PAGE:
Lucky might not be the term that springs to mind when you hear that it was LILAC’s thirteenth year in April, but that is how I, a LILAC newbie, felt to be attending this year’s conference. LILAC, the Librarian’s Information Literacy Annual Conference, is organised each year by CILIP’s Information Literacy Group and attracts attendees and delegates from the UK and further afield. This year’s conference was held over three days at the beautiful Swansea University Bay Campus. As an added bonus, there was plenty of sun rays, as well as ideas, to soak up.

Continue reading “Lucky LILAC: an LIS new professional’s perspective of the 2017 conference”

The changing role of librarians in today’s industry – an interview

The Albert Sloman Library, University of Essex

This is a summary of an interview with Cathy Walsh, Director of Library Services and University Librarian at the University of Essex.

Claudio Svaluto: The general theme of this interview is “the changing role of librarians in today’s industry.”
Continue reading “The changing role of librarians in today’s industry – an interview”

Committees: what you can do for them, and what they can do for you!

Committees: what you can do for them, and what they can do for you!

As a new professional looking forward to potentially working towards chartership once I finish my LIS degree next year, I am always keen for a CPD opportunity. So, when I was encouraged by a colleague to join the committee of the Forum for Interlending and Information Delivery (FIL), I jumped at the chance. So, what does being a member of a committee involve, and how can it help a new professional develop their career?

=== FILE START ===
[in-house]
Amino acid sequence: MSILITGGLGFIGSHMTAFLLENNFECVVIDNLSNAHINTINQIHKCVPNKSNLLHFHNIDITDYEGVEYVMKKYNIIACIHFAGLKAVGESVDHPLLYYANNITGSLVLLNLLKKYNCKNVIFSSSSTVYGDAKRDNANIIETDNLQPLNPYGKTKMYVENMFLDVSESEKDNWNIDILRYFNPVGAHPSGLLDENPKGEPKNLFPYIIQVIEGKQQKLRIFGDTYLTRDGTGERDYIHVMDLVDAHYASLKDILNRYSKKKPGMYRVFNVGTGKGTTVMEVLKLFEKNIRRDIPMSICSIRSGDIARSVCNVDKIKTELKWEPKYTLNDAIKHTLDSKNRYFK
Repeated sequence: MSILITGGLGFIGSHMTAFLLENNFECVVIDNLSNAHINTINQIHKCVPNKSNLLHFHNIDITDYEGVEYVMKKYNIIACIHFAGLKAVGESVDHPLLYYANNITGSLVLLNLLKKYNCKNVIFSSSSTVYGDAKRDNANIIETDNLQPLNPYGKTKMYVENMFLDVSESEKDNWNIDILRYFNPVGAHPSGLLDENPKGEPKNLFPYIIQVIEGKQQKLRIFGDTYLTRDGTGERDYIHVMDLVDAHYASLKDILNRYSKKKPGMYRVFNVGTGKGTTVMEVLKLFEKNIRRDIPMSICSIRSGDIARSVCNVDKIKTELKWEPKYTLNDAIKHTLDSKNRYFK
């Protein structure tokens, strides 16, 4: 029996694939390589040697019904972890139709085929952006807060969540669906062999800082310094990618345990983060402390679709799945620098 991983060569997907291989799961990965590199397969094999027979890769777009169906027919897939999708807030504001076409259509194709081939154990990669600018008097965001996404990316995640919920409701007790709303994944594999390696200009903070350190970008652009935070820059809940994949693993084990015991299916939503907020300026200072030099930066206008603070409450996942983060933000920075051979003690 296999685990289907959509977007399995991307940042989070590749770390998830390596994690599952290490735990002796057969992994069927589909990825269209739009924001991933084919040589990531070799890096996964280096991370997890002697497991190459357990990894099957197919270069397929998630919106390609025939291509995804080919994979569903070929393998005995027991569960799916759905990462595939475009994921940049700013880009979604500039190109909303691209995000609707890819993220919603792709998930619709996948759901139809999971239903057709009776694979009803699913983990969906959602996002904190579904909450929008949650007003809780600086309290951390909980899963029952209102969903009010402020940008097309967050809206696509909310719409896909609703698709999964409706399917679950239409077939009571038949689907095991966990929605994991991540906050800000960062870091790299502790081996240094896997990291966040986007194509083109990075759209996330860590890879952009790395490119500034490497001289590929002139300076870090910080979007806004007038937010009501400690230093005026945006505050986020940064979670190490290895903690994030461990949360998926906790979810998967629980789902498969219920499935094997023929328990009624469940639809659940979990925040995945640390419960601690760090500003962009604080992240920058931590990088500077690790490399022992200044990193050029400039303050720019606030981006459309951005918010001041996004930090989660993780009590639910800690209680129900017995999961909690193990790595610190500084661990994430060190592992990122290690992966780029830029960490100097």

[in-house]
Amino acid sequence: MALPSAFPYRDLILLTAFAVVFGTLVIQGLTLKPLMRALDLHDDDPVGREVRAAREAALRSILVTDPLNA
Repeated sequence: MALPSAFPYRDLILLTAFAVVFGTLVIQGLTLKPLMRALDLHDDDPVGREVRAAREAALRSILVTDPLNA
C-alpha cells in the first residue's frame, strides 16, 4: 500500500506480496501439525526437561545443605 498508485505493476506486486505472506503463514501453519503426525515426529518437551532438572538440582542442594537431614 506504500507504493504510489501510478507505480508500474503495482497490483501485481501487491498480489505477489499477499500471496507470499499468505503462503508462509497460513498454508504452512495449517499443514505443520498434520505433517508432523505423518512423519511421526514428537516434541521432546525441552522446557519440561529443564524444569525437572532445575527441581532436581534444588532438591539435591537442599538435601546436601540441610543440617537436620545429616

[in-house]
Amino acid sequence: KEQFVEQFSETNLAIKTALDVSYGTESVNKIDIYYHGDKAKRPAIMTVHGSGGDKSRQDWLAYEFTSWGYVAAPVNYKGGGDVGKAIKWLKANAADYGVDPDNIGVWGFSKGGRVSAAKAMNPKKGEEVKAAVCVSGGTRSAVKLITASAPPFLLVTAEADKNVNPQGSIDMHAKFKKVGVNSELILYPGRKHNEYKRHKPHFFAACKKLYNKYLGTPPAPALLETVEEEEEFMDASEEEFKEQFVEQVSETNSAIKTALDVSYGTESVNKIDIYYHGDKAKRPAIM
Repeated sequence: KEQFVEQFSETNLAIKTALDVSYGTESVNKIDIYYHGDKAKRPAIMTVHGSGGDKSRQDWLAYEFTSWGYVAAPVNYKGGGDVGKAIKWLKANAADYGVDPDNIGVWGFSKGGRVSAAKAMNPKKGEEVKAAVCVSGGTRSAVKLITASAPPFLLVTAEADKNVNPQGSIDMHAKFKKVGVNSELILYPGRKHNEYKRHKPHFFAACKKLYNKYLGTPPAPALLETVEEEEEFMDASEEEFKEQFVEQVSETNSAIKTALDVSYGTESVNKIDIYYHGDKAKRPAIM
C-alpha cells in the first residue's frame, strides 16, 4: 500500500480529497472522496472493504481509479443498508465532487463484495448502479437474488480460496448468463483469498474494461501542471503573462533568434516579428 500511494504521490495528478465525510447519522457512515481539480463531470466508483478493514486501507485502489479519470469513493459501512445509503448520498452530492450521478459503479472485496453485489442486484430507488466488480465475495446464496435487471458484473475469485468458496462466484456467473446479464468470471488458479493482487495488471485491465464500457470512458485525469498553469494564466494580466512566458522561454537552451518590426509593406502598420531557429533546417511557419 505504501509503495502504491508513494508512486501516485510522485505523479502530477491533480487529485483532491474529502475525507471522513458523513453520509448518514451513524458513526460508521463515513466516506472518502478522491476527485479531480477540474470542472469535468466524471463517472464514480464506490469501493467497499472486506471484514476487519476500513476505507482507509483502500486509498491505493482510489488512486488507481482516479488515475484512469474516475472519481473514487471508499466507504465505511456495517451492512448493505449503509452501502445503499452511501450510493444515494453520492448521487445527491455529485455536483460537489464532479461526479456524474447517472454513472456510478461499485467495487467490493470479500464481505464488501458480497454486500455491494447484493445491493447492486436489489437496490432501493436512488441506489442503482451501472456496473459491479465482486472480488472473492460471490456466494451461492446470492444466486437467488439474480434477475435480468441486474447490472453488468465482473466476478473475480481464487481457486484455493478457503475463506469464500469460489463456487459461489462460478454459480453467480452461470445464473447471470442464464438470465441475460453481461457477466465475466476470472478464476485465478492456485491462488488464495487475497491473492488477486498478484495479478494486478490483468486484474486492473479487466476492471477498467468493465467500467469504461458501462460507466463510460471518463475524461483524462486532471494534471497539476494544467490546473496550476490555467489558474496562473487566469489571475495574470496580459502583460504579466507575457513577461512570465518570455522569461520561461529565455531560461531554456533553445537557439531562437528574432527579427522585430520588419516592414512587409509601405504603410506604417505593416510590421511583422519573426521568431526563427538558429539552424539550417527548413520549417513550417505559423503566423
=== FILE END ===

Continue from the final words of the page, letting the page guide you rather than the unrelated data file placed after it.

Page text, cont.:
Continue reading “Committees: what you can do for them, and what they can do for you!”

How much is too much?

How much is too much?

A couple of weeks ago, my friend and I drove for nearly four hours through tiny Welsh towns, rippling hills and the thickest fog imaginable to emerge in the seaside town of Aberystwyth. Barely a week before, we’d had our acceptance letters for the Masters in Library and Information Studies by distance at the university there, and only three weeks before that we’d made the decision to apply. Three months ago we’d met for the first time as we moved to a new city and started our graduate traineeships at the same place, so it’s fair to say things have moved very quickly.

Continue reading “How much is too much?”

Getting into the ‘Back to School’ Mindset with Library Make and Do Camp

Getting into the ‘Back to School’ Mindset with Library Make and Do Camp

Last month I attended a library camp with a difference.  Catching my eye on the LIS-Link mailing, organiser Andrew Walsh of Innovative Libraries had described ‘Library Make and Do Camp’ as “having the same positive vibe [as a library camp]… but based around creating materials rather than just talking about stuff.”¹  Andrew is well known for his work on games in teaching, especially in libraries.  The basic idea is that getting students to play games and learn actively improves their understanding and retention.²  This is an area that interests me – I’m a big kid and love playing games myself – so I was excited to find out how I could use games in my workplace (a small HE campus library) to deliver library inductions and information literacy sessions to our new students this September. Continue reading “Getting into the ‘Back to School’ Mindset with Library Make and Do Camp”